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Work in Long-Term Restrictive Housing and Prison Personnel Perceptions of the Humanity of People Who Are Incarcerated

NCJ Number
Criminal Justice and Behavior Volume: 49 Issue: 10 Dated: 2022 Pages: 1516-1535
Date Published
October 2022
20 pages

This paper analyzes how working in long-term restrictive housing may influence how personnel, such as officers and staff, view incarcerated individuals; the authors review their testing of two hypotheses and implications of their findings.


The punitive era in the United States and other countries has included reliance on long-term restrictive housing (LTRH)—consisting of solitary confinement with few privileges—as a means of managing violent and disruptive individuals in prison. The authors examine how working in such housing may influence how personnel, including officers and staff, view individuals in prison and assess two hypotheses. First, those who work in LTRH will be more likely to hold a dehumanized view of these individuals. Second, the theoretical mechanisms through which such a view may arise involve brutalization, organizational context and culture, role conflict and distancing, and empathy fatigue. They assess these hypotheses using a mixed-methods study, analyzing data from a large-scale prison personnel survey and qualitative focus group and interview data. The authors also discuss implications of the study’s findings for theory and research on restrictive housing, corrections, and the punitive era. Publisher Abstract Provided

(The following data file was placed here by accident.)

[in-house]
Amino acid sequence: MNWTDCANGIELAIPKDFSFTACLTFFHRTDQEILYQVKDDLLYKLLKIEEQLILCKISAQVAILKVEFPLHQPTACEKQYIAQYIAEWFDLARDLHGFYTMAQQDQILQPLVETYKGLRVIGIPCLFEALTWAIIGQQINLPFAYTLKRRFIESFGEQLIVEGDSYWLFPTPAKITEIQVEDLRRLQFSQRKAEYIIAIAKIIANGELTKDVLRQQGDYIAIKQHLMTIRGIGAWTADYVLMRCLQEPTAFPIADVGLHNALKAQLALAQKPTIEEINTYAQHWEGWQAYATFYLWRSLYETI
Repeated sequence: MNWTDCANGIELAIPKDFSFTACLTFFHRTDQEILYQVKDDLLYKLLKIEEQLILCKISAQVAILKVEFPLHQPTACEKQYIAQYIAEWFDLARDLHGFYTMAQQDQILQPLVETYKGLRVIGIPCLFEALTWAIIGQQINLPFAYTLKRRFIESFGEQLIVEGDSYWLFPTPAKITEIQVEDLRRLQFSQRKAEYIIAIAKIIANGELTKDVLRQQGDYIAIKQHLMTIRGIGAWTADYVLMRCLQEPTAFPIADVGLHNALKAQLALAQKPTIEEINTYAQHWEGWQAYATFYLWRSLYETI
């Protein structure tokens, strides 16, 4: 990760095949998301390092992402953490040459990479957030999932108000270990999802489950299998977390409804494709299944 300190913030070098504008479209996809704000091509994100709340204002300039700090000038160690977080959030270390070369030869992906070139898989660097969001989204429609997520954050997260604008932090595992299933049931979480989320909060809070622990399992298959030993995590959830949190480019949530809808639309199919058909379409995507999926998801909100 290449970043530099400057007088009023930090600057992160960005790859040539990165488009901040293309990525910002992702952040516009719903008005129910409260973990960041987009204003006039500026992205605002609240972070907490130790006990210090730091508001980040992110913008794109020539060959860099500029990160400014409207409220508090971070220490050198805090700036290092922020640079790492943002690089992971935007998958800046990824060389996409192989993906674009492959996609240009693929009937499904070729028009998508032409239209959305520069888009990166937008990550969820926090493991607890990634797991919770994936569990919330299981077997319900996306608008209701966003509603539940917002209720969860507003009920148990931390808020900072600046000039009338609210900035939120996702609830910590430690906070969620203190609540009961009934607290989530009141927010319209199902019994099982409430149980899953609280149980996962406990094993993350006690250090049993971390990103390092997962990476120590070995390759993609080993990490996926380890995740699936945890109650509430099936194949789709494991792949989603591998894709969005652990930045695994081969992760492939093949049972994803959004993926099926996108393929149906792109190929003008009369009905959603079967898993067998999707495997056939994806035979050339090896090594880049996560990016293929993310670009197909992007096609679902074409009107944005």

Date Published: October 1, 2022